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An implementation of markdown in C, using a PEG grammar
C Perl C++

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MarkdownTest_1.0.3
my_getopt-1.5
peg-0.1.4
LICENSE
Makefile
README
markdown.c
markdown_output.c
markdown_parser.leg
markdown_peg.h

README

What is this?
=============

This is an implementation of John Gruber's "markdown"
(http://daringfireball.net/projects/markdown/) in C.
It uses a PEG grammar to define the syntax. This should allow easy
modification and extension.

It is pretty fast. A 179K text file that takes 5.7 seconds for
Markdown.pl (v. 1.0.1) to parse takes only 0.2 seconds for this
markdown.  It does, however, use a fair amount of memory.

Installing
==========

This program is written in portable ANSI C. For convenience, two
required dependencies are included in the source directory:

  * bsittler's my_getopt option parsing library
    (http://www.geocities.com/bsittler/)

  * Ian Piumarta's peg/leg PEG parser generator
    (http://piumarta.com/software/peg/)

These will be built automatically.

To make the 'markdown' executable:

    make

Then, for usage instructions:

    ./markdown -h

To run John Gruber's Markdown 1.0.3 test suite:

    make test

The test suite will fail on one of the list tests.  Here's why.
Markdown.pl encloses "item one" in the following list in `<p>` tags:

    1.  item one
        * subitem
        * subitem
    
    2.  item two

    3.  item three

peg-markdown does not enclose "item one" in <p> tags unless it has a
following blank line. This is consistent with the official markdown
syntax description, and lets the author of the document choose whether
`<p>` tags are desired.

Extensions
==========

peg-markdown supports extensions to standard markdown syntax.
These can be turned on using the command line flag `-x`.  `-x`
by itself turns on all extensions; to turn on extensions selectively,
specify their names after `-x`, for example: `-xsmart`.

The `smart` extension provides "smart quotes", dashes, and ellipses.

The `notes` extension provides a footnote syntax like that of
Pandoc or PHP Markdown Extra.

Hacking
=======

It should be pretty easy to modify the program to produce other formats
than HTML or LaTeX, and to parse syntax extensions.  A quick guide:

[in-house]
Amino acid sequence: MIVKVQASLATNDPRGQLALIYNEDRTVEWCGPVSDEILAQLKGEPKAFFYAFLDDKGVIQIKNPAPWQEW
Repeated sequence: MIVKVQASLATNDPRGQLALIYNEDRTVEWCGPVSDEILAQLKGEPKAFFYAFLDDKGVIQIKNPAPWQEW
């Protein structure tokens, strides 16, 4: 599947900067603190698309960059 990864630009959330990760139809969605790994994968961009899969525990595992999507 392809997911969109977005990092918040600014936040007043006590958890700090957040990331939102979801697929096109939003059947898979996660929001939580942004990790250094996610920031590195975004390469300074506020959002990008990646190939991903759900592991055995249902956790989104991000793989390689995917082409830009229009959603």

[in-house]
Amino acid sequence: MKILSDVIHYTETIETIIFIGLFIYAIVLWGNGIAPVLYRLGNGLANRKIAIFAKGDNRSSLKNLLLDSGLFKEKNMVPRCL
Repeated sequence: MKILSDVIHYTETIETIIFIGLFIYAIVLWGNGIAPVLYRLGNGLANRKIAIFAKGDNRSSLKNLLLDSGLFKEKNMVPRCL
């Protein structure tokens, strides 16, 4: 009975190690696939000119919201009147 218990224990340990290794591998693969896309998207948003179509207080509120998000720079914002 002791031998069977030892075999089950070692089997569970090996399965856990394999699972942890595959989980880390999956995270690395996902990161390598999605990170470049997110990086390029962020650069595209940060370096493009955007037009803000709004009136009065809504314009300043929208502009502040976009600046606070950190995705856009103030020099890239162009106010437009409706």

* `markdown_peg.h` contains declarations for both `markdown_parser.leg`
    and `markdown_output.c`.

  * `markdown_parser.leg` contains the grammar itself, the `markdown()`
    function, and some utility functions used by the parser actions.

  * `markdown_output.c` contains functions for printing the `Element`
    structure in various output formats.  (This includes calling
    `markdown()` again when needed to parse list items and blockquotes,
    which are stored initially as raw strings.)

  * To add an output format, add the format to `formats`, modify
    `print_element`, and add functions `print_XXXX_string`,
    `print_XXXX_element`, and `print_XXXX_element_list`. Also add an
    option in the main program that selects the new format. Don't forget
    to add it to the help message.

  * To add syntax extensions, define them in the PEG grammar (bottom part
    of `markdown_parser.leg`), using existing extensions as a guide.
    New inline elements will need to be added to `Inline =`; new block
    elements will need to be added to `Block =`. If you need to add new
    types of elements (e.g. `FOOTNOTE`), modify the `keys` enum. By using
    `&{ }` rules one can selectively disable extensions depending
    on command-line options. For example, `&{ extension(EXT_SMART) }`
    succeeds only if the `EXT_SMART` bit of the global
    `syntax_extensions` is set.  Add your option to `markdown_extensions`,
    and modify the option parsing in `markdown.c` so that your option gets
    set appropriately.

  * Note:  Avoid using `[^abc]` character classes in the grammar, because they
    cause problems with non-ascii input.  Instead, use:  `( !'a' !'b' !'c' . )`

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